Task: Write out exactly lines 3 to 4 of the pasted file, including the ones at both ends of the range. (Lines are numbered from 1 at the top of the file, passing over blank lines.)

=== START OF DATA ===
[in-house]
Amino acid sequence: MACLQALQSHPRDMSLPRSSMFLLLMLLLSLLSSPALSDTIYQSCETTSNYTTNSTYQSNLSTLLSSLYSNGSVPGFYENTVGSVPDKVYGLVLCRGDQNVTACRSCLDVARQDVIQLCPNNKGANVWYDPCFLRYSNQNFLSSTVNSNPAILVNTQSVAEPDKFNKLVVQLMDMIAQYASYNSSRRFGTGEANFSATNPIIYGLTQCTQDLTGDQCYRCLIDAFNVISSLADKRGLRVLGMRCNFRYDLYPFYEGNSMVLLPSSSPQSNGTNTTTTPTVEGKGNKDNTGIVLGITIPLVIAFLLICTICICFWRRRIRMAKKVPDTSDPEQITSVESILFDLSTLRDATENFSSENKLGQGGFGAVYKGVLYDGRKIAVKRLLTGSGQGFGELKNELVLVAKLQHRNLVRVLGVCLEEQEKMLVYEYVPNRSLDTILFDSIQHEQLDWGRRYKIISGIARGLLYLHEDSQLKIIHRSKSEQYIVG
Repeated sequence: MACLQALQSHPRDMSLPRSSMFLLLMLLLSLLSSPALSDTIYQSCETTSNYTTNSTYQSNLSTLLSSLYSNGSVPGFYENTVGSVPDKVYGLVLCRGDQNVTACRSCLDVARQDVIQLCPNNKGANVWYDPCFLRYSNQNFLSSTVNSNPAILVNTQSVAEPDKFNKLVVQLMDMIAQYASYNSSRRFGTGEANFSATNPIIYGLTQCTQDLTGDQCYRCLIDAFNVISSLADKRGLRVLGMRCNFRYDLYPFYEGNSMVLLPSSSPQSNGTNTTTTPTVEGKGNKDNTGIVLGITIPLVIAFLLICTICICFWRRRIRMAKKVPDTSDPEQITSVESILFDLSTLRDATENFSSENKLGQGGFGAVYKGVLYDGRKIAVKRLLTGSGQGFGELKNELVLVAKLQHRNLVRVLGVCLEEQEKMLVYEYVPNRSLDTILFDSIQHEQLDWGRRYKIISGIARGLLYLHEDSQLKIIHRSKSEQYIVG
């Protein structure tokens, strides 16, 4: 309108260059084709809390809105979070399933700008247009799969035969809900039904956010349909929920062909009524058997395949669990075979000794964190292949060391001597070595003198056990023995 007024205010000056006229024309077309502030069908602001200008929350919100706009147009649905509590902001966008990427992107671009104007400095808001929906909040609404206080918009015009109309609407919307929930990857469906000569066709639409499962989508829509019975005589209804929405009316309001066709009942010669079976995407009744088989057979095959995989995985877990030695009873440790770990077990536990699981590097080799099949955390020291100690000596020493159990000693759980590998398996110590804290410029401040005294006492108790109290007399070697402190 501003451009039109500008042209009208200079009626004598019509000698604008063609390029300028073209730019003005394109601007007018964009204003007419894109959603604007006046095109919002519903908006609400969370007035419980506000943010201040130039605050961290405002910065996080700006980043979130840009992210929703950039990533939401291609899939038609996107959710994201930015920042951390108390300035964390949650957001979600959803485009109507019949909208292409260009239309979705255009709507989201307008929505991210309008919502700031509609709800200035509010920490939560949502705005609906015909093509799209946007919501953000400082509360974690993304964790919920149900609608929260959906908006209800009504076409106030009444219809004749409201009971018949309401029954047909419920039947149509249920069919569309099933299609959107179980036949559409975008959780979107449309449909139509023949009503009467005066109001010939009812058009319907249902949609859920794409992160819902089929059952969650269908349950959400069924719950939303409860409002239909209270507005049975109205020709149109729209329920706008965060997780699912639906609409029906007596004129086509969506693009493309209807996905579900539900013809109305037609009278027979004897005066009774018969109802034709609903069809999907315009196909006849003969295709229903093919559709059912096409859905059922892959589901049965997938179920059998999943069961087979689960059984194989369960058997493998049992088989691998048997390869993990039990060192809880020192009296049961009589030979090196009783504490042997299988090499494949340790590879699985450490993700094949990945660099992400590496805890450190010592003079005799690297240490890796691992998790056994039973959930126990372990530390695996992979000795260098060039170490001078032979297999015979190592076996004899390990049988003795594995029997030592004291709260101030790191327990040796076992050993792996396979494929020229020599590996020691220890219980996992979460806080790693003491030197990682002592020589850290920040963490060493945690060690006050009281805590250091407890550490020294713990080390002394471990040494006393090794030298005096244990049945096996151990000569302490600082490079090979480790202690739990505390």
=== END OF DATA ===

Repeated sequence: MACLQALQSHPRDMSLPRSSMFLLLMLLLSLLSSPALSDTIYQSCETTSNYTTNSTYQSNLSTLLSSLYSNGSVPGFYENTVGSVPDKVYGLVLCRGDQNVTACRSCLDVARQDVIQLCPNNKGANVWYDPCFLRYSNQNFLSSTVNSNPAILVNTQSVAEPDKFNKLVVQLMDMIAQYASYNSSRRFGTGEANFSATNPIIYGLTQCTQDLTGDQCYRCLIDAFNVISSLADKRGLRVLGMRCNFRYDLYPFYEGNSMVLLPSSSPQSNGTNTTTTPTVEGKGNKDNTGIVLGITIPLVIAFLLICTICICFWRRRIRMAKKVPDTSDPEQITSVESILFDLSTLRDATENFSSENKLGQGGFGAVYKGVLYDGRKIAVKRLLTGSGQGFGELKNELVLVAKLQHRNLVRVLGVCLEEQEKMLVYEYVPNRSLDTILFDSIQHEQLDWGRRYKIISGIARGLLYLHEDSQLKIIHRSKSEQYIVG
């Protein structure tokens, strides 16, 4: 309108260059084709809390809105979070399933700008247009799969035969809900039904956010349909929920062909009524058997395949669990075979000794964190292949060391001597070595003198056990023995 007024205010000056006229024309077309502030069908602001200008929350919100706009147009649905509590902001966008990427992107671009104007400095808001929906909040609404206080918009015009109309609407919307929930990857469906000569066709639409499962989508829509019975005589209804929405009316309001066709009942010669079976995407009744088989057979095959995989995985877990030695009873440790770990077990536990699981590097080799099949955390020291100690000596020493159990000693759980590998398996110590804290410029401040005294006492108790109290007399070697402190 501003451009039109500008042209009208200079009626004598019509000698604008063609390029300028073209730019003005394109601007007018964009204003007419894109959603604007006046095109919002519903908006609400969370007035419980506000943010201040130039605050961290405002910065996080700006980043979130840009992210929703950039990533939401291609899939038609996107959710994201930015920042951390108390300035964390949650957001979600959803485009109507019949909208292409260009239309979705255009709507989201307008929505991210309008919502700031509609709800200035509010920490939560949502705005609906015909093509799209946007919501953000400082509360974690993304964790919920149900609608929260959906908006209800009504076409106030009444219809004749409201009971018949309401029954047909419920039947149509249920069919569309099933299609959107179980036949559409975008959780979107449309449909139509023949009503009467005066109001010939009812058009319907249902949609859920794409992160819902089929059952969650269908349950959400069924719950939303409860409002239909209270507005049975109205020709149109729209329920706008965060997780699912639906609409029906007596004129086509969506693009493309209807996905579900539900013809109305037609009278027979004897005066009774018969109802034709609903069809999907315009196909006849003969295709229903093919559709059912096409859905059922892959589901049965997938179920059998999943069961087979689960059984194989369960058997493998049992088989691998048997390869993990039990060192809880020192009296049961009589030979090196009783504490042997299988090499494949340790590879699985450490993700094949990945660099992400590496805890450190010592003079005799690297240490890796691992998790056994039973959930126990372990530390695996992979000795260098060039170490001078032979297999015979190592076996004899390990049988003795594995029997030592004291709260101030790191327990040796076992050993792996396979494929020229020599590996020691220890219980996992979460806080790693003491030197990682002592020589850290920040963490060493945690060690006050009281805590250091407890550490020294713990080390002394471990040494006393090794030298005096244990049945096996151990000569302490600082490079090979480790202690739990505390």